I’m always impressed to find out how others are handling the challenges of working with and supporting people living with Alzheimer’s disease, dementia, and memory loss. I recently discovered that the UK’s London Heathrow Airport plans to train 76,000 staffers in helping passengers with dementia. It also appears that this airport will go on to be the World’s first “Dementia Friendly Airport” too.
Rob Steward, from the Alzheimer’s Society, shared that there were 850,000 people in the UK living with dementia. He also said that although attitudes are changing, there’s still a stigma that surrounds many people who live with the condition. The heartbreaking part of this is that this stigma often leaves them feeling isolated and prevents them from traveling – something many may still enjoy.
Statistics for UK airports show:
- 55% had nothing specific to dementia care or awareness on their website
- 25% of staff have attended talks and intend to start training
- 10% have fundraised or donated to a dementia charity
- 10% are actively taking steps to become dementia friendly
In response to the growing desire to help those living with Alzheimer’s and dementia, The Alzheimer’s Society in the UK has created an organization called the Dementia Friends. This new organization’s mission is to increase the public’s awareness of dementia and bring a deeper understanding of what the condition is. Its ultimate goal is to help make society more understanding and caring toward those suffering from dementia.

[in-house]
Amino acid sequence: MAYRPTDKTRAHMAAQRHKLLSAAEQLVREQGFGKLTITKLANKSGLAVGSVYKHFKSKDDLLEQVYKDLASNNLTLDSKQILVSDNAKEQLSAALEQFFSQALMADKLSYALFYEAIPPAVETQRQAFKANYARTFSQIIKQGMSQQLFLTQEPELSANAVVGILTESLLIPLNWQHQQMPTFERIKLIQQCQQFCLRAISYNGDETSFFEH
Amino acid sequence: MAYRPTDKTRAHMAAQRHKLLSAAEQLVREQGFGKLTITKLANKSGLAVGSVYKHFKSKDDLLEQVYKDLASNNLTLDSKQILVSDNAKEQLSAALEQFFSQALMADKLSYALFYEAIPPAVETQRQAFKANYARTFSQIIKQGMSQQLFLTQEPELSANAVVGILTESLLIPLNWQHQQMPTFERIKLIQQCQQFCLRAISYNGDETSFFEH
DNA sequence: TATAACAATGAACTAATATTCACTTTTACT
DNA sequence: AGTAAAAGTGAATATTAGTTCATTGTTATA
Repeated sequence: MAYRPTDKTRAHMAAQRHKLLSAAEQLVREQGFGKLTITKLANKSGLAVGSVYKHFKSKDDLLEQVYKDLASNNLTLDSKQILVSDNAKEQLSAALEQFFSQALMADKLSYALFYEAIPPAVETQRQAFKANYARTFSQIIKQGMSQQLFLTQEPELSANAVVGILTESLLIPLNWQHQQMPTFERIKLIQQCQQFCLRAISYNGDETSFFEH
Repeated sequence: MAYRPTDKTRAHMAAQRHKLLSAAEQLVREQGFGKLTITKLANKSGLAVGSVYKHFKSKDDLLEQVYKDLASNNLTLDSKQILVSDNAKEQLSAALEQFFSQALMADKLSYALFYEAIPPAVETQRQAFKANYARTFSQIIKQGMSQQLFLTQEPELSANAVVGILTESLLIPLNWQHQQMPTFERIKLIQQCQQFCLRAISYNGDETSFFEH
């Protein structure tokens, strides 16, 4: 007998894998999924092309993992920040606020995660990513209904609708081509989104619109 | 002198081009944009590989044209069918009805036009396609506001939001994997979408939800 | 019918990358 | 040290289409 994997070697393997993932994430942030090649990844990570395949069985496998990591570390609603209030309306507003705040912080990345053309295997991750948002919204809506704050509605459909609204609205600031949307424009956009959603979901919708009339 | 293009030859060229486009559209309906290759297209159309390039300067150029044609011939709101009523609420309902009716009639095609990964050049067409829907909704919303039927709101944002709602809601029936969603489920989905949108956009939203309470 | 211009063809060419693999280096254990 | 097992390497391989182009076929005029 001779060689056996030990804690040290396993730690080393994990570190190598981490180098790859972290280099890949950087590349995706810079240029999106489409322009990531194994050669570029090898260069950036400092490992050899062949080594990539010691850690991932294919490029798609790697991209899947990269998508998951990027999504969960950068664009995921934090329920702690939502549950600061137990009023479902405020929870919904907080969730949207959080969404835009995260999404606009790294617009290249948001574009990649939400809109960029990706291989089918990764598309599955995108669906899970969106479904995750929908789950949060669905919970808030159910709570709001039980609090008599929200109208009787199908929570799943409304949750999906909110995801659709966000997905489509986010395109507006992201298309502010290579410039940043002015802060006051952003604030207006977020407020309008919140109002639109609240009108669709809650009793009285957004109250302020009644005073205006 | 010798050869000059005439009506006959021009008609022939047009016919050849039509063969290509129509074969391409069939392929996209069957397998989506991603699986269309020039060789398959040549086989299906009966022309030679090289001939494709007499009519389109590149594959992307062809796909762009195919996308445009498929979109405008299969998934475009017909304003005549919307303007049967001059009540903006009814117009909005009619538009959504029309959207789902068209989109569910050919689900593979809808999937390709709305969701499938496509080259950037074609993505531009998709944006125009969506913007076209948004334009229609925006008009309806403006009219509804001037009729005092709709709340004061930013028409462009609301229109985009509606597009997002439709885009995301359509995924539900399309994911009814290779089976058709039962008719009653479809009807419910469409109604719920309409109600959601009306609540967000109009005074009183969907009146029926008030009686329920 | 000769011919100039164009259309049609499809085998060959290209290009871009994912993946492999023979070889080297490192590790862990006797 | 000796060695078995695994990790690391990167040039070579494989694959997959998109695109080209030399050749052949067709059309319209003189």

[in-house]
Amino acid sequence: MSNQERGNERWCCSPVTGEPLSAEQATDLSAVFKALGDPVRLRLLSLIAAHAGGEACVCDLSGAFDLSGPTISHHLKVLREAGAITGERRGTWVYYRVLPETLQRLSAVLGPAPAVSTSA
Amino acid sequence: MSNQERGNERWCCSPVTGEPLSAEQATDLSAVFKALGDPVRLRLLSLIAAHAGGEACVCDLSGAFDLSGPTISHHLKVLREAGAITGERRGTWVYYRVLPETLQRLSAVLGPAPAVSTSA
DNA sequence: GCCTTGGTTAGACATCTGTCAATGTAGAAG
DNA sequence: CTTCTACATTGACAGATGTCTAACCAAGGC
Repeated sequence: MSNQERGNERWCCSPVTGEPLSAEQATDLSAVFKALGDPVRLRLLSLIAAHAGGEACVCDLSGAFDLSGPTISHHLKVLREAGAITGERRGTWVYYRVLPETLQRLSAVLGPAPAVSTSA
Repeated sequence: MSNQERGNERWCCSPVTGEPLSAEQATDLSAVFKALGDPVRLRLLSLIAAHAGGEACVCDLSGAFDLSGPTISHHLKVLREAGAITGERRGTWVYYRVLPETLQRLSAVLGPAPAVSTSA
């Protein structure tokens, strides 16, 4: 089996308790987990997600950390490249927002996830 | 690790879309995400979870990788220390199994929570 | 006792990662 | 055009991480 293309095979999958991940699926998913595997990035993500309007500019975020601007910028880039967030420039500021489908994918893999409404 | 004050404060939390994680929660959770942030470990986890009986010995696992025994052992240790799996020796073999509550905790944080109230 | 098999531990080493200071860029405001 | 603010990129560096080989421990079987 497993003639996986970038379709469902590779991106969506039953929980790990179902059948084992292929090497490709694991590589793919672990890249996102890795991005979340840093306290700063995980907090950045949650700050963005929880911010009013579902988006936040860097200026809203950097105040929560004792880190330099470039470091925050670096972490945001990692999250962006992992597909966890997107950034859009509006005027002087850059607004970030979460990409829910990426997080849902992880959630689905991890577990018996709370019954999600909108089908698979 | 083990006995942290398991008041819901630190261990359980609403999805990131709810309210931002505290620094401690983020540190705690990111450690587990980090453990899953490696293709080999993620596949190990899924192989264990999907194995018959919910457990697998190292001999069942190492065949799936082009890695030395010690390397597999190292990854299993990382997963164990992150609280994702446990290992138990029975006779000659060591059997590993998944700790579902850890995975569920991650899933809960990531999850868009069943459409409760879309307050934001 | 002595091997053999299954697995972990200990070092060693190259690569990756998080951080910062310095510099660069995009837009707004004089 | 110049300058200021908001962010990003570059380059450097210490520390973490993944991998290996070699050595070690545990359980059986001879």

Dementia Friends, launched in March 2013, offers face-to-face training and online training. Both training programs help to instill the thought that we need to take the time out of our busy lives to fully understand those living with dementia. The biggest social impact that the Alzheimer’s Society has made has been its ability to enlist 1.7 million Dementia Friends nationwide who have a clear understanding of the many ways they can help people who live with the condition.
It’s so inspirational to see such a large group of people in the UK all working toward a common goal. For us here in the United States, I feel that we are also making many strides in how to handle dementia. I spend a majority of my time focused on helping to enhance caregivers’ skills on how to support families and individuals who are dealing with the many challenges of Alzheimer’s and dementia. Whether you work in a professional facility or would like a personalized community presentation, I’m here to create a greater understanding and valued experience for everyone who may be struggling with Alzheimer’s, dementia, or memory loss.
Please visit my training page for more information.